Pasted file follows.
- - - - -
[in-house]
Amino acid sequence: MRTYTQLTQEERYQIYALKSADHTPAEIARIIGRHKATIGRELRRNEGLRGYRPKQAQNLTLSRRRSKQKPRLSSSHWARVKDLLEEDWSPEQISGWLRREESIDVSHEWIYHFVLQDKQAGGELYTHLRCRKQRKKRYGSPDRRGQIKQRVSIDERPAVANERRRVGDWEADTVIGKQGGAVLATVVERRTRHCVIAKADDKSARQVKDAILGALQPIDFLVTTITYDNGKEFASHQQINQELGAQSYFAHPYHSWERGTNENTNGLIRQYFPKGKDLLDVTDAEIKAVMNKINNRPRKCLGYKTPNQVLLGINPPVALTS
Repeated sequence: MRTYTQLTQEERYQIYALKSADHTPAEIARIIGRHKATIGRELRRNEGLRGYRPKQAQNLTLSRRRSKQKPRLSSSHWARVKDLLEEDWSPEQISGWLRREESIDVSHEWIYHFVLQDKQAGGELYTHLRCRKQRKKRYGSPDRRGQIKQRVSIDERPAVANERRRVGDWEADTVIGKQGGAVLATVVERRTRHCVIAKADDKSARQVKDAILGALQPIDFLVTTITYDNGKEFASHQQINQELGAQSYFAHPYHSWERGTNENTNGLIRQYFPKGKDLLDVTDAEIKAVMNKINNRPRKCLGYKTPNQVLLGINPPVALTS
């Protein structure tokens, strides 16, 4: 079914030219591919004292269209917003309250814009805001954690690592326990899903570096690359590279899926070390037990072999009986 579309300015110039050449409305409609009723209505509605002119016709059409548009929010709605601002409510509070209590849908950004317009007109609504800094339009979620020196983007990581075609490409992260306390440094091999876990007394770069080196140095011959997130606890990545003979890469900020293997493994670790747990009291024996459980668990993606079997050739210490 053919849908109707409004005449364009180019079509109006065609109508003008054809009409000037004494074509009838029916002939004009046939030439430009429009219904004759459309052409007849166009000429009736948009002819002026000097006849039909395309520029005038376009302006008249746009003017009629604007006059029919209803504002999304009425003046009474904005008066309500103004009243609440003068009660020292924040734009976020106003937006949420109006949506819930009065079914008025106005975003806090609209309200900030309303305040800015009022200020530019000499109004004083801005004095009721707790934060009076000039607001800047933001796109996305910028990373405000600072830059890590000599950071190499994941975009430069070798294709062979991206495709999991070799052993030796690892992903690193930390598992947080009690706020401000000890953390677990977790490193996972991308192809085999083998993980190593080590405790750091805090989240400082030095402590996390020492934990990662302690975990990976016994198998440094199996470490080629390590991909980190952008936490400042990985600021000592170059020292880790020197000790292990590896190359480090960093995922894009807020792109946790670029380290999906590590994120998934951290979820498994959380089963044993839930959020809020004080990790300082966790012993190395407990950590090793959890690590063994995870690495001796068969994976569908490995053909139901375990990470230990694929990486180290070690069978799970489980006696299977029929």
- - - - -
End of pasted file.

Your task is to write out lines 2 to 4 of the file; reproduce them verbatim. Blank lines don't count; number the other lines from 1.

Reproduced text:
Amino acid sequence: MRTYTQLTQEERYQIYALKSADHTPAEIARIIGRHKATIGRELRRNEGLRGYRPKQAQNLTLSRRRSKQKPRLSSSHWARVKDLLEEDWSPEQISGWLRREESIDVSHEWIYHFVLQDKQAGGELYTHLRCRKQRKKRYGSPDRRGQIKQRVSIDERPAVANERRRVGDWEADTVIGKQGGAVLATVVERRTRHCVIAKADDKSARQVKDAILGALQPIDFLVTTITYDNGKEFASHQQINQELGAQSYFAHPYHSWERGTNENTNGLIRQYFPKGKDLLDVTDAEIKAVMNKINNRPRKCLGYKTPNQVLLGINPPVALTS
Repeated sequence: MRTYTQLTQEERYQIYALKSADHTPAEIARIIGRHKATIGRELRRNEGLRGYRPKQAQNLTLSRRRSKQKPRLSSSHWARVKDLLEEDWSPEQISGWLRREESIDVSHEWIYHFVLQDKQAGGELYTHLRCRKQRKKRYGSPDRRGQIKQRVSIDERPAVANERRRVGDWEADTVIGKQGGAVLATVVERRTRHCVIAKADDKSARQVKDAILGALQPIDFLVTTITYDNGKEFASHQQINQELGAQSYFAHPYHSWERGTNENTNGLIRQYFPKGKDLLDVTDAEIKAVMNKINNRPRKCLGYKTPNQVLLGINPPVALTS
């Protein structure tokens, strides 16, 4: 079914030219591919004292269209917003309250814009805001954690690592326990899903570096690359590279899926070390037990072999009986 579309300015110039050449409305409609009723209505509605002119016709059409548009929010709605601002409510509070209590849908950004317009007109609504800094339009979620020196983007990581075609490409992260306390440094091999876990007394770069080196140095011959997130606890990545003979890469900020293997493994670790747990009291024996459980668990993606079997050739210490 053919849908109707409004005449364009180019079509109006065609109508003008054809009409000037004494074509009838029916002939004009046939030439430009429009219904004759459309052409007849166009000429009736948009002819002026000097006849039909395309520029005038376009302006008249746009003017009629604007006059029919209803504002999304009425003046009474904005008066309500103004009243609440003068009660020292924040734009976020106003937006949420109006949506819930009065079914008025106005975003806090609209309200900030309303305040800015009022200020530019000499109004004083801005004095009721707790934060009076000039607001800047933001796109996305910028990373405000600072830059890590000599950071190499994941975009430069070798294709062979991206495709999991070799052993030796690892992903690193930390598992947080009690706020401000000890953390677990977790490193996972991308192809085999083998993980190593080590405790750091805090989240400082030095402590996390020492934990990662302690975990990976016994198998440094199996470490080629390590991909980190952008936490400042990985600021000592170059020292880790020197000790292990590896190359480090960093995922894009807020792109946790670029380290999906590590994120998934951290979820498994959380089963044993839930959020809020004080990790300082966790012993190395407990950590090793959890690590063994995870690495001796068969994976569908490995053909139901375990990470230990694929990486180290070690069978799970489980006696299977029929």